OK I know I’ve been slacking a bit the last month or two. Summer has made me lethargic and doughy. But the sun’s infernal grasp is slackening and I’m clawing my way back to the lectern and we’re going to put our learning caps on… or tams, or berets, or whatever you got.
Fall is around the corner and in most of the country, and California to some degree, that means aster season. Asters, sunflowers, daisies.. if there’s one flower family that just about everyone recognizes it’s this one, let’s have a closer look.
Asteraceae gets it’s family name from astra, Greek for star. It is probably the oldest recognized family and has the second most flowering species worldwide to the orchids. Aster family members can be found throughout the world from the arctics to the tropics. Did you know that lettuce and artichoke are in the aster family? Nope me neither… I tried lettuce one back in the mid-90’s… didn’t agree with me at all.
The family is also known as Compositae, referring to the unique composite structure of the flowers. Composite of what you ask? Observe and ponder.. how many flowers do you see here?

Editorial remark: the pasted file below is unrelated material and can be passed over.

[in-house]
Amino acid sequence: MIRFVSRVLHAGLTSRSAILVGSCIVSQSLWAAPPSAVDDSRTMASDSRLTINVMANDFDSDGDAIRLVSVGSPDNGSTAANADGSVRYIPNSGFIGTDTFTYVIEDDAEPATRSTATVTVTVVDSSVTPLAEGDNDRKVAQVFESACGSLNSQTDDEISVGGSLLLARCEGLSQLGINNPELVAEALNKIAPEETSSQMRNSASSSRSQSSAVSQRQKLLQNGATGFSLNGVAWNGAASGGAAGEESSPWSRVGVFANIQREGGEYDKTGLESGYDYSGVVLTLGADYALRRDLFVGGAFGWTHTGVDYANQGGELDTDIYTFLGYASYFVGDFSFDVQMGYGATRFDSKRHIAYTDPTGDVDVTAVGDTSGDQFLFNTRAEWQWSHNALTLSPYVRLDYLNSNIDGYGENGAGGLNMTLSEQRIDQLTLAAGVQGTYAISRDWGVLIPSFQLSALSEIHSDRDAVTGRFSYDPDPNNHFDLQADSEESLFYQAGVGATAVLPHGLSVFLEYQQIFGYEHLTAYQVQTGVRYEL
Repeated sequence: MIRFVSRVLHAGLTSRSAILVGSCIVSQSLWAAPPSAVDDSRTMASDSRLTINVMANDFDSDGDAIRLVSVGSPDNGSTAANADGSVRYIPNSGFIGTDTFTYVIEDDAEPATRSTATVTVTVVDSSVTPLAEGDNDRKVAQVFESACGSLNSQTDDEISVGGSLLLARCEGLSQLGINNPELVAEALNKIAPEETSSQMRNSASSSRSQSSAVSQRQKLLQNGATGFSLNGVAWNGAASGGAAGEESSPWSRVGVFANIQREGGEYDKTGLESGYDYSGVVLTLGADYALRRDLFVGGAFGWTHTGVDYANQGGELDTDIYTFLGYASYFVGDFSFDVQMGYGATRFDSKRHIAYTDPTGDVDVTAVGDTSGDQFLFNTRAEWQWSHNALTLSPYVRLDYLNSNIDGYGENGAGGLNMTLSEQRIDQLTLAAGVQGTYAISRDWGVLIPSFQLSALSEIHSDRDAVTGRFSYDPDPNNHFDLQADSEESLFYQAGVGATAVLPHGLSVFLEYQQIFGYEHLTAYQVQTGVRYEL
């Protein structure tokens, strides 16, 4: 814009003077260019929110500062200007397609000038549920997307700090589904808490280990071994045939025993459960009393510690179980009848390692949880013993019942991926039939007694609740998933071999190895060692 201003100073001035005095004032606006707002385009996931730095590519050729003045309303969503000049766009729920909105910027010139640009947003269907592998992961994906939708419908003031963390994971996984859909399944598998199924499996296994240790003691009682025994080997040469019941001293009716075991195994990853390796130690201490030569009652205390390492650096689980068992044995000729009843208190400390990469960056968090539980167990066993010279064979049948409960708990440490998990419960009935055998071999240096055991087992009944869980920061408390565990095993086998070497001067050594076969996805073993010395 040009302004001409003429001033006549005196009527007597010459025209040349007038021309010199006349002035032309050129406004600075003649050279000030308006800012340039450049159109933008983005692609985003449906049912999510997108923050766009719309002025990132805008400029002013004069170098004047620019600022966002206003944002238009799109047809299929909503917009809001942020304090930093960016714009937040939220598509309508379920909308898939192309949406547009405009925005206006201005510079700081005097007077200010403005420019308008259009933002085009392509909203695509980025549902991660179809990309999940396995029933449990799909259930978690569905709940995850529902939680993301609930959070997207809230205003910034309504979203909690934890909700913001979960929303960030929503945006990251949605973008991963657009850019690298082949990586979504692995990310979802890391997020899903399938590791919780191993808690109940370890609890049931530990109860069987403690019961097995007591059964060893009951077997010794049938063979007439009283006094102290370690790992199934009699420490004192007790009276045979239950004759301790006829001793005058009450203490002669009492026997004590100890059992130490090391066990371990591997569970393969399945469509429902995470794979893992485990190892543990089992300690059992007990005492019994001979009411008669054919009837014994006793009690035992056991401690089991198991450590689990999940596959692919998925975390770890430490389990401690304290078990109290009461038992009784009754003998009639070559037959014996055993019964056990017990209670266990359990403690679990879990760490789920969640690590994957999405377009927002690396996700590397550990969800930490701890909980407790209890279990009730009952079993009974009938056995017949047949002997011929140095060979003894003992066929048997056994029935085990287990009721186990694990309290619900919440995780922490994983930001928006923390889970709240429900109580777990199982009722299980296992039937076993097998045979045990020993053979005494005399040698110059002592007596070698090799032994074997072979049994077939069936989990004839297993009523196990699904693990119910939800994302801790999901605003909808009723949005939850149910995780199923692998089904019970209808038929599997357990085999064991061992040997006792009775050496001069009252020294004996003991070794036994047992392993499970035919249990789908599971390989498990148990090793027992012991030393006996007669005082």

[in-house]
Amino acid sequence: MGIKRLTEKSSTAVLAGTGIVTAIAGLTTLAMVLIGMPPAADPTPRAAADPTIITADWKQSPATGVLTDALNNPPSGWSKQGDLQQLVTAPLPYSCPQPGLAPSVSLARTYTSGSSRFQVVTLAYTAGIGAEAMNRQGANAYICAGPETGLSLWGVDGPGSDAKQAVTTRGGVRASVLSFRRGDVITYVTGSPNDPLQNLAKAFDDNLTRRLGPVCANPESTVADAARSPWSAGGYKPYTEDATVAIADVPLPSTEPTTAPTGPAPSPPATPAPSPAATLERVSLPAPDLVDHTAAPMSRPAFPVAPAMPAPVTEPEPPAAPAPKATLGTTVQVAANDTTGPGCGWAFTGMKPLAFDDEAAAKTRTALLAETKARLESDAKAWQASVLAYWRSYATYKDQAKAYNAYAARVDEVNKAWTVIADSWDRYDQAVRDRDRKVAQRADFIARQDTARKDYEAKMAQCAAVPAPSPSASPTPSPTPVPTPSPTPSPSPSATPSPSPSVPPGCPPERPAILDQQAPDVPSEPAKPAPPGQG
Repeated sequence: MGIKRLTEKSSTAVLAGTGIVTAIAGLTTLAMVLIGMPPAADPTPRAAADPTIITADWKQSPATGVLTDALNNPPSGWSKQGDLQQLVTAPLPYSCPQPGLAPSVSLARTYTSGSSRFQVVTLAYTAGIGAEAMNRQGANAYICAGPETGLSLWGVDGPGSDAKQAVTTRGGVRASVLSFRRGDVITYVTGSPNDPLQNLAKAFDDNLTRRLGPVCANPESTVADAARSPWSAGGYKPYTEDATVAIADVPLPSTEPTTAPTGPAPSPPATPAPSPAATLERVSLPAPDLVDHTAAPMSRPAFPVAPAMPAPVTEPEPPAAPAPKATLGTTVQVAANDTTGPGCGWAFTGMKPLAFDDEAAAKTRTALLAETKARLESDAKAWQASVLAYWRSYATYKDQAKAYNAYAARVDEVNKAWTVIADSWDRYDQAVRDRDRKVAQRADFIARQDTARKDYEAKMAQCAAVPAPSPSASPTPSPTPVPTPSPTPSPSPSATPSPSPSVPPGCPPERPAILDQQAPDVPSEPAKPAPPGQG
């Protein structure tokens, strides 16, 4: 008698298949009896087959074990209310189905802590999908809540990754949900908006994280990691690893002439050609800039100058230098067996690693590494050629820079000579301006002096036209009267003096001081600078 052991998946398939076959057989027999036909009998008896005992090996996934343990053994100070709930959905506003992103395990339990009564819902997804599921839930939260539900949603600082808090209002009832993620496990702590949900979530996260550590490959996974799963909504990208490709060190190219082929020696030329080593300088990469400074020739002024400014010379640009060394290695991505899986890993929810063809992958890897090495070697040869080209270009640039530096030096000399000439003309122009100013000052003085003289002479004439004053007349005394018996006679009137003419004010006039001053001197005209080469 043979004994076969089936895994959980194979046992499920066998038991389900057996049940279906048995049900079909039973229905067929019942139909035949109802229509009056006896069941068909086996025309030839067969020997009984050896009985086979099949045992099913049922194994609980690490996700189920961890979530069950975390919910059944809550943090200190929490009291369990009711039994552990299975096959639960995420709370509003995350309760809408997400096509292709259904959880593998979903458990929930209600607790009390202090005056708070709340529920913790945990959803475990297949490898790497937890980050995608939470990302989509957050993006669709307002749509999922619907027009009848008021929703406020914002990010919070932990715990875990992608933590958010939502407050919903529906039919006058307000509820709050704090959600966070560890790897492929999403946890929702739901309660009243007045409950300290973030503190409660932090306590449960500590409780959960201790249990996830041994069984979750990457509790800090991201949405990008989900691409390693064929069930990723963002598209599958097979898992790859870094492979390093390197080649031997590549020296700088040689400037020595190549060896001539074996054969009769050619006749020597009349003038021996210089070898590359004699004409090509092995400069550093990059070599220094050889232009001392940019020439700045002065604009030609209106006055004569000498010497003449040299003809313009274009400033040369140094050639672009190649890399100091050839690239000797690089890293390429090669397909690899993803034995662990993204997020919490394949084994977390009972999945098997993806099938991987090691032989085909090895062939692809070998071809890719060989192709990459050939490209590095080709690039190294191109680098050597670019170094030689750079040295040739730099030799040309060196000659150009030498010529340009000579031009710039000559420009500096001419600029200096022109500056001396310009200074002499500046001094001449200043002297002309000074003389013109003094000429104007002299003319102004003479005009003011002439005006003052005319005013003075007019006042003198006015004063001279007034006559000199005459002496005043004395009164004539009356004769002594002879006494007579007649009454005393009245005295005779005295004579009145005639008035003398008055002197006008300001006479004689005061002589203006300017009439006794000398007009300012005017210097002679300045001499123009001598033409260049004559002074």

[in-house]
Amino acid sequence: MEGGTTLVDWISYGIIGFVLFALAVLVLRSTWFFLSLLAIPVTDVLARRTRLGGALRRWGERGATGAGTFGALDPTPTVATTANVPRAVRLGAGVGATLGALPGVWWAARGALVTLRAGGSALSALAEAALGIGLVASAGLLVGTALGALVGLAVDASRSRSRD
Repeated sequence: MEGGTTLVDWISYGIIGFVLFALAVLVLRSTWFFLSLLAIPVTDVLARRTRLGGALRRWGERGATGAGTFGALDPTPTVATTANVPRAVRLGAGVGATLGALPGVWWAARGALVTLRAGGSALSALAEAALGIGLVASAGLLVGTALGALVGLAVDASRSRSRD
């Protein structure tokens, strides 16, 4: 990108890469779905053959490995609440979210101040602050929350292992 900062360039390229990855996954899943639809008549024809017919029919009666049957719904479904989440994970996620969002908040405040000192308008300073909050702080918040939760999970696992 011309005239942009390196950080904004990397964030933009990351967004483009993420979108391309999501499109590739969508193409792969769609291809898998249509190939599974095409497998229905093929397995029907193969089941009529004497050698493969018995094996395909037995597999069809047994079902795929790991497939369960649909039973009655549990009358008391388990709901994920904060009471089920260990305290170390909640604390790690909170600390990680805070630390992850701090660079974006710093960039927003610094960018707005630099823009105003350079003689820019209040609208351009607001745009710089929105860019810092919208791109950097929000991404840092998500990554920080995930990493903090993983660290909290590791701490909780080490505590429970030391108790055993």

Answer? I don’t know but it’s a heck of a lot more than one. You see, every one of those “petals” you see is actually an individual flower. Those are called “ray” flowers. See how the edge of the “petals” have those teeth? Those are actually multiple petals fused together. And that’s not all. See the whole “eye” of the flower, the dark center? Those are ALL individual flowers as well, called “disc” flowers. So a single Encelia bush sunflower is actually a “composite” of many hundreds of flowers. Now you can have disc flowers with no ray flowers:
But not the other way around…
I could bore you senseless by showing you every aster we have in our area but instead I’ll just lull you into a pleasantly mild catatonia by showing the asters currently blooming in the Ventura River Preserve.
Genus Baccharis, from the greek Bakkaris given in honor of Bacchus, the god of wine. We have three local representatives:
We’ve got two local Artemesias, named in honor of the Greek goddess Artemis who benefited from the plants of the genus
Scale broom is among the more colorful blooms currently in the river bottom. It is neither a scale nor a broom. Oh those wacky botanists.
We’ve got two brickellbushes… One very common and found anywhere. Nevin’s is rare, a few at the Il Vento preserve at Thacher, one at Matilija. It has striking bright white-gray foliage.
Sawtooth goldenbush is extremely common, far more recognizable for it’s sawtooth leaves than golden flowers, this summer at least.
We’ve got at least 4 different types of everlasting here in Ojai, but most are done blooming. You may still catch felt-leaf, growing right in the rocky area surrounding the riverbed.
Tarweed is a bright little bush with yellow flowers which loves full sun in disturbed areas and trail sides.
Finally, I promise not every Asteraceae is yellow or white. Look close on many trail sides and you will see the purple heads of lance leaf aster